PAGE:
The farther the electrons are from the nucleus, the greater, what we call, potential energy they have.0829

Potential energy, think of it as stored energy, or it is energy that is there and that could be released/has the potential to be released.0832

Think about if you were using a bow and arrow and you pulled back the bow.0842

You are using energy from your muscles. You are transferring it into the bow, and you are pulling it back.0847

Now, that bow has potential energy. It has stored energy.0851

When you let go of the bow, the arrow shoots out. The energy is transferred to shoot that arrow.0855

Now, the greater the distance you pull back the bow, the harder you pull on it,0859

the greater the potential energy stored in the bow, and it is the same idea with electrons.0866

The farther away they are from the nucleus, the farther the electron shell is that they are in, the greater the potential energy.0873

To move to a shell that is more distant from the nucleus, an electron would have to use energy.0877

To get closer, it would release energy.0890

Electrons pretty much stay within these shells, and they only pass through them on their way to a different shell.0898

Electrons fill up these lower energy shells first, and then, they go to the higher ones.0901

The first shell can hold two electrons, whereas the second shell can hold 8 electrons, and each shell has a characteristic number of electrons that it can hold.0910

Again, the outermost shell is called the valence shell, and a lot of the chemical behavior of an atom is driven by a need to fill this valence shell.0915

If the outermost shell is full, if the valence shell is full, then you have what is called an inert element.0936

Inert elements do not readily interact with other atoms. They do not have a need to.0948

Their Valence shells are already full.0957

OK, inert elements have a full valence shell, for example, neon. Neon has 1 electrons.0962

It has 2 in the first shell, and it has 8 in the second.0967

This is its valence shell. If there was more than 10, it would have to go to the third shell, but since this shell is full,0980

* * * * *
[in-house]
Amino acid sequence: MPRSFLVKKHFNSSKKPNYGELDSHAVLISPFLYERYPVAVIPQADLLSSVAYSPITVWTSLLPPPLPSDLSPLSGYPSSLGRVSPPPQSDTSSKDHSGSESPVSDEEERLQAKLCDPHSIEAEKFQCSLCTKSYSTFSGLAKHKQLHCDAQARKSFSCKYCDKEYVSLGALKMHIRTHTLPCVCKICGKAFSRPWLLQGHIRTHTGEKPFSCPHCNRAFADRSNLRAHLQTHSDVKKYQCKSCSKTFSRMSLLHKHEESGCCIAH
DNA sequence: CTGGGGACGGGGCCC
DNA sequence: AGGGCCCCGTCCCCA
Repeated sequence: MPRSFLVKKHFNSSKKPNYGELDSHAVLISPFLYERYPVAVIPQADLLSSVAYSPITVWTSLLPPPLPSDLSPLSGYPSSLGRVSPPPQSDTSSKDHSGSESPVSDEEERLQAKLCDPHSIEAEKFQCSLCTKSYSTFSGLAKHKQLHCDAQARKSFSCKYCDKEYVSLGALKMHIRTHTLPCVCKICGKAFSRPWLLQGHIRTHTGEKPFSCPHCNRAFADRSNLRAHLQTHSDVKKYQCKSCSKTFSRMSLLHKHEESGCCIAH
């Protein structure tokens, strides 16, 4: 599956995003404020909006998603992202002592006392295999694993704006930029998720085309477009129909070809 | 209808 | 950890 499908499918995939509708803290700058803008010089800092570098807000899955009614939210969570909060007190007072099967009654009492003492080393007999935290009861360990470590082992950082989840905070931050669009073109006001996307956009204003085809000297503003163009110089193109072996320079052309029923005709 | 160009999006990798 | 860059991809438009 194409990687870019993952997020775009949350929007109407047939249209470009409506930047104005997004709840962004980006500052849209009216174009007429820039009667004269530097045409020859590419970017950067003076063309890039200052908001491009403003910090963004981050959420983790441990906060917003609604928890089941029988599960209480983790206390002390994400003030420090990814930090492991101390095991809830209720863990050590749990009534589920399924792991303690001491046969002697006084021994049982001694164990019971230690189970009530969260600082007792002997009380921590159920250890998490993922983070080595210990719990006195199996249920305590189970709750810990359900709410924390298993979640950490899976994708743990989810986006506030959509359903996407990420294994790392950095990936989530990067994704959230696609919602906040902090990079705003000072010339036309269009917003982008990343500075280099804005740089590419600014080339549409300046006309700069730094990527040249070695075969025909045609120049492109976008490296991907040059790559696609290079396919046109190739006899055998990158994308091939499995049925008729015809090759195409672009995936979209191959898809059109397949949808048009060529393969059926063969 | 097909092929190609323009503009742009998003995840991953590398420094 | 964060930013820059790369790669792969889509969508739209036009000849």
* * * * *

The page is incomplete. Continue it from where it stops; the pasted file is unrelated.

it is what we call an inert element, and it is not highly motivated to interact with other atoms.0988

Within valence shells, the electrons are usually found in what is called orbitals.0995

The shell gives the average distance from the nucleus where electron is found, but that is just an average.1004

Most of the time, electrons spend in particular regions called orbitals.1013

Orbitals can have various different shapes, and orbitals are listed by a number and a letter.1018

For example, this sphere is a 1s orbital. This tells me that it is in the first shell, and this tells me the shape, and so s, I just think of spherical.1025

It is a globe or round shape. Each orbital holds two electrons.1032

The first shell has only the 1s orbital that holds two electrons. That is full.1045

You need to go to the next shell. The next shell has a 2s orbital.1059

So, it is in the second shell, and it has a spherical shape. In addition, the second shell also has 3p orbitals.1065

p orbitals have this dumbbell shape, and I have only shown two here for simplicity; but in the second shell, there is one 2s orbital, and there are three 2p orbitals.1070

Each of these holds two electrons, so 2 here and 2 in each of the three orbitals. This holds the total of 8 electrons.1079

The behavior of an atom is often driven by a need, again, to fill the valence shell.1096

Let's look at an example of fluorine. Fluorine has 9 electrons.1107

That means that this 1s orbital is going to be full.1115

Here, we see these altogether. Remember, there is actually this third orbital, here, this third p orbital.1127

Draw that in, just not shown in order for simplicity, but looking at these electron orbitals with fluorine.1132

This first shell would have two electrons in it that is full, then, fluorine needs to go up to the second shell.1141

The 2s orbital here has two electrons in it, so, I used up two in the first that left me with the seven.1149

I have used up two more. I have five.1161

One of the P orbitals can hold two. Another p orbital can hold two, and this last p orbital only has one.1169

So, there is a single electron missing to complete the valence shell, and bonding has to do with completing that valence shell.1171

One thing you will also notice about molecules is they can differentiate, and the shape of a molecule1180

has to deal with the position of the orbitals; and the position and shape of the orbitals can change when bonding occurs.1187

Let's go ahead and talk about bonding. Covalent bonds are formed when atoms share electron pairs.1191

Remember that the atom wants to fill its valence shell.1198

Let's look at hydrogen. Hydrogen has one electron.1204

It has just got a single electron in the 1s orbital. That is its valence shell.1209

The first shell is the valence shell in this case, and it holds one electron. It needs one electron to fill the valence shell.1214

One way for the hydrogen to get to fill that shell would be to share an electron pair, and that is what covalent bonding is.1219

In the simplest case, hydrogen could share an electron pair with another hydrogen, so the second hydrogen is also lacking of full valence shell.1239

Therefore, if they each shared an electron pair, if they shared one electron pair, they would have full valence shells.1248

Another way to write this that helps to clarify is called a Lewis dot structure.1264

Both of the methods I have shown here show a covalent bond.1274

This is a single bond, and it means that one electron pair is being shared by the two molecules, by the two atoms.1283